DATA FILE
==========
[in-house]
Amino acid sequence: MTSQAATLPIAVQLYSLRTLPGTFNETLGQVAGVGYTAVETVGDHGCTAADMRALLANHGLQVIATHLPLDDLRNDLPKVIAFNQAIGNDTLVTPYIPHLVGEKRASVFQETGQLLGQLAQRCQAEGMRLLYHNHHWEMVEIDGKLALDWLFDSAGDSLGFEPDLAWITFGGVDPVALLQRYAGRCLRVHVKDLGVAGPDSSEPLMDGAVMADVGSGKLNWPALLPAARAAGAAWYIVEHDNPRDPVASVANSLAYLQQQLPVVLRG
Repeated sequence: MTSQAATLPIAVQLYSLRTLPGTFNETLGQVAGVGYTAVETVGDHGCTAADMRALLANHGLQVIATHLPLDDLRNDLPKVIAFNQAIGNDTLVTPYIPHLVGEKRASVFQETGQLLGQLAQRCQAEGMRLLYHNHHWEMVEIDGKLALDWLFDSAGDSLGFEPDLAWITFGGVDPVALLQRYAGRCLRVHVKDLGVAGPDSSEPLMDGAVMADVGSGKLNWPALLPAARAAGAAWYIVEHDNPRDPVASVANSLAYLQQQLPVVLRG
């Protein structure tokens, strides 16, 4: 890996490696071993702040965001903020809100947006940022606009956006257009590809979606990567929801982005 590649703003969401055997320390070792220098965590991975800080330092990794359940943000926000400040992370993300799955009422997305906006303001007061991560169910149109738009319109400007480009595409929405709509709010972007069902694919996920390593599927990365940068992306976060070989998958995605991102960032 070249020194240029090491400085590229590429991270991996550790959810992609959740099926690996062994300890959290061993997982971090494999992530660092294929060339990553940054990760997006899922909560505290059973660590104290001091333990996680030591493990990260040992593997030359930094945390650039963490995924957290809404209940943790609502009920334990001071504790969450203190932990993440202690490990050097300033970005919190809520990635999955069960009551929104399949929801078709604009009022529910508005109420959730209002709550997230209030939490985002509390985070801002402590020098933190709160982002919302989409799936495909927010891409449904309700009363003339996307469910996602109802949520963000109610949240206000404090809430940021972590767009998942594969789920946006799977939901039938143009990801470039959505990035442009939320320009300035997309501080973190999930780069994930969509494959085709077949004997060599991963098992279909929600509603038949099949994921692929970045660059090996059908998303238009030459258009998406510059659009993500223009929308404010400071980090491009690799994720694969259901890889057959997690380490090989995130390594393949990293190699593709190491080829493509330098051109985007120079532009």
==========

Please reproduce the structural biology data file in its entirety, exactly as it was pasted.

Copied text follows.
[in-house]
Amino acid sequence: MTSQAATLPIAVQLYSLRTLPGTFNETLGQVAGVGYTAVETVGDHGCTAADMRALLANHGLQVIATHLPLDDLRNDLPKVIAFNQAIGNDTLVTPYIPHLVGEKRASVFQETGQLLGQLAQRCQAEGMRLLYHNHHWEMVEIDGKLALDWLFDSAGDSLGFEPDLAWITFGGVDPVALLQRYAGRCLRVHVKDLGVAGPDSSEPLMDGAVMADVGSGKLNWPALLPAARAAGAAWYIVEHDNPRDPVASVANSLAYLQQQLPVVLRG
Repeated sequence: MTSQAATLPIAVQLYSLRTLPGTFNETLGQVAGVGYTAVETVGDHGCTAADMRALLANHGLQVIATHLPLDDLRNDLPKVIAFNQAIGNDTLVTPYIPHLVGEKRASVFQETGQLLGQLAQRCQAEGMRLLYHNHHWEMVEIDGKLALDWLFDSAGDSLGFEPDLAWITFGGVDPVALLQRYAGRCLRVHVKDLGVAGPDSSEPLMDGAVMADVGSGKLNWPALLPAARAAGAAWYIVEHDNPRDPVASVANSLAYLQQQLPVVLRG
């Protein structure tokens, strides 16, 4: 890996490696071993702040965001903020809100947006940022606009956006257009590809979606990567929801982005 590649703003969401055997320390070792220098965590991975800080330092990794359940943000926000400040992370993300799955009422997305906006303001007061991560169910149109738009319109400007480009595409929405709509709010972007069902694919996920390593599927990365940068992306976060070989998958995605991102960032 070249020194240029090491400085590229590429991270991996550790959810992609959740099926690996062994300890959290061993997982971090494999992530660092294929060339990553940054990760997006899922909560505290059973660590104290001091333990996680030591493990990260040992593997030359930094945390650039963490995924957290809404209940943790609502009920334990001071504790969450203190932990993440202690490990050097300033970005919190809520990635999955069960009551929104399949929801078709604009009022529910508005109420959730209002709550997230209030939490985002509390985070801002402590020098933190709160982002919302989409799936495909927010891409449904309700009363003339996307469910996602109802949520963000109610949240206000404090809430940021972590767009998942594969789920946006799977939901039938143009990801470039959505990035442009939320320009300035997309501080973190999930780069994930969509494959085709077949004997060599991963098992279909929600509603038949099949994921692929970045660059090996059908998303238009030459258009998406510059659009993500223009929308404010400071980090491009690799994720694969259901890889057959997690380490090989995130390594393949990293190699593709190491080829493509330098051109985007120079532009």